Welcome to Monday Musings, a series where I review books that I read pre-end of 2017, when I started writing wrap-ups, talk about characters or topics that aren’t as relevant, or sometimes a surprise non-bookish thing.
Alright, look, I recognize I’ve been pretty terrible at posting every week for Monday Musings, but as it’s not usually book reviews or short stories that I’m challenging myself to write every week, I’m fine with it. You’re fine with it. We’ll all survive. But will I survive getting rid of some of my favorite middle grade books? I really don’t know.
The smart thing to do before I got rid of about 45 books from my shelves would have been to take a picture of all of them so I could go through each of them individually, but I like kicking myself in the head rather than being smart, so here we are!
Okay, so confession, this picture is circa April 2018, BUT it’s still a pretty good representation of the pickle I constantly find myself in. After I moved back home from my apartment in Medford last year, all of my books got jumbled together, and to just save myself a headache, I decided to organize everything by author’s last name. Since then, I’ve reorganized into genres (and some subgenres because why not) and then by author’s last name. These stacks are also before I hit the 600 owned books mark (I’M NOT ASHAMED DON’T @ ME), so there’s a little less here than is actually realistic.
To really understand the problem I’m always having, you’d have to step inside my room and see how small it was, but alas, that’s not going to happen, so let me paint a picture for you. I can comfortably fit a full size mattress, a dresser, a cat tower, four Ikea Billy bookshelves, and nothing else. I am not exaggerating. At the moment, you can’t even get to the other side of my room without climbing over my bed. You can’t even see the bottom shelves of my bookshelves, which is fine, it’s whatever, someday I’ll have a library in my house.
The problem is, 600 books takes up nearly four full bookcases. I also use the first two shelves as my current TBR, anything that I’ve acquired in the last year that I need to read. So this leaves me with a grand total of one and a half shelves of space. That’s mildly concerning.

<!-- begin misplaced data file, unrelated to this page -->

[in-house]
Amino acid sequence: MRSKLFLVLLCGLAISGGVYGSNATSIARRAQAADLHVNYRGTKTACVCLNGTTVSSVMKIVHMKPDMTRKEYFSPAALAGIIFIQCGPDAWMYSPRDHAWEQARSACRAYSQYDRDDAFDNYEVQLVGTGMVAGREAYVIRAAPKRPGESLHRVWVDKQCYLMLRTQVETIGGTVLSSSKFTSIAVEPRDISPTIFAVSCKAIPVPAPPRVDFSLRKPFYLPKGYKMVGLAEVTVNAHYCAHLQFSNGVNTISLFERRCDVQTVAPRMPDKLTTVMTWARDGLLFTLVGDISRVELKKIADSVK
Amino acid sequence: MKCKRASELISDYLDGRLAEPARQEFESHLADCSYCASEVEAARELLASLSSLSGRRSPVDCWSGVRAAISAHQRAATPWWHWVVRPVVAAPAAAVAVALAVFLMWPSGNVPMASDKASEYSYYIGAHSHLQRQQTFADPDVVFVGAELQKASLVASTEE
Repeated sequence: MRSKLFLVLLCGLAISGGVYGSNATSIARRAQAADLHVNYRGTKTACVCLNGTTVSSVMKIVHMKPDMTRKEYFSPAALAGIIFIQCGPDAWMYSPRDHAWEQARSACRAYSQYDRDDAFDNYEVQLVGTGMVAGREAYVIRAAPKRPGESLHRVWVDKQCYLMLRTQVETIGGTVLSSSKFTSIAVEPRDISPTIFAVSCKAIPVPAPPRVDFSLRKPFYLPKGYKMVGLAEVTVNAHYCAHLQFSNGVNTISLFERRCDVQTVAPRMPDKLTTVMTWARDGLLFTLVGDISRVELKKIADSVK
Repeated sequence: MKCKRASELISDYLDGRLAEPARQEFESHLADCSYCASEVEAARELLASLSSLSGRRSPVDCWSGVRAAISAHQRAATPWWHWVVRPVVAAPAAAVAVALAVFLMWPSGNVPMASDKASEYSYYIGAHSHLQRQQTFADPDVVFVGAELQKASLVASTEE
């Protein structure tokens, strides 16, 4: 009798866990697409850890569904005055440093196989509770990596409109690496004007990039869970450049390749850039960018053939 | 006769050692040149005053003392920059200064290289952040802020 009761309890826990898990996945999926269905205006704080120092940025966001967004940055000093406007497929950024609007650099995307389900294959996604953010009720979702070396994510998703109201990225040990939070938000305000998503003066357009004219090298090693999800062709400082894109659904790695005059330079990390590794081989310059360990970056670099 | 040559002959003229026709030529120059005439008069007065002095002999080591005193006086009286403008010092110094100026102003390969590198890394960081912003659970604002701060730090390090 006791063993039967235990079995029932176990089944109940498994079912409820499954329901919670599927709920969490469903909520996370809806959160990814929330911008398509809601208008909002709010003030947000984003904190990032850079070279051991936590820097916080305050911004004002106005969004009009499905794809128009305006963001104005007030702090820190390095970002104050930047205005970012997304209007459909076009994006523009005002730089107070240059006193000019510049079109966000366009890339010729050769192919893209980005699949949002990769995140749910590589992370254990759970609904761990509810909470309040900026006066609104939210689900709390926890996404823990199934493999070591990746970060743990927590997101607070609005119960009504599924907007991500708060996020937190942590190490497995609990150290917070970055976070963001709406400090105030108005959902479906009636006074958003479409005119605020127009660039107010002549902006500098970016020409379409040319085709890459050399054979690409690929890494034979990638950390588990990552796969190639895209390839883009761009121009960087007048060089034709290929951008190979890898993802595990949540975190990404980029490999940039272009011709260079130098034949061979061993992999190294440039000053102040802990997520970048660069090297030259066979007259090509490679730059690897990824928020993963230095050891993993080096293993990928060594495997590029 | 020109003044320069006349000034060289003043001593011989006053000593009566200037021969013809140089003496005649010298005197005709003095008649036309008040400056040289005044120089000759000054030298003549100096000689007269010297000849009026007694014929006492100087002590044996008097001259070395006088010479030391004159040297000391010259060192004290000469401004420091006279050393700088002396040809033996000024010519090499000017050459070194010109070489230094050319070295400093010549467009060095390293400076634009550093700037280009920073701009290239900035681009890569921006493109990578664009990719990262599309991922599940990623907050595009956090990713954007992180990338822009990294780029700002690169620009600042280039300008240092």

This picture is hilarious. So, it’s been a year since this picture was taken, and not only have the shelves been reorganized, but the sheer amount of room for books just makes me want to fall over. Have I really bought or been gifted that many books??? (There’s also a truly massive pothos plant wedged into the corner now, too.)
Anyway, at the moment, my two TBR shelves are full. Literally no room for anything else. The April books I didn’t get to read are stacked next to my bed because I don’t have any room for them on my shelves. And it was starting to look like I only had one shelf of space left, which is scary because my friend, Erin, whom I book shop with, is coming to visit in a few weeks, and uh, yeah, I’m freaking out.
So I did a big unhaul this weekend! I got rid of some books I hate (Witch, UGH), I went through all of my unread books (not including the TBR shelves) and made myself decide if I was actually going to read them (sorry, JK, but I’m honestly never going to read the Galbraith mysteries), and then took a look at the books I read in middle and high school and quickly had to take a seat.
Did anyone else obsessively buy and read literally anything Ellen Hopkins released? Because I own 11 of her books, and I’ve read almost all of them. (I didn’t get rid of these.)
Also, time traveling back to Mary circa seventh grade and the true beginning of my fantasy fascination in that I own 16 of the DragonLance novels. It’s a little scary. (I also didn’t get rid of these.)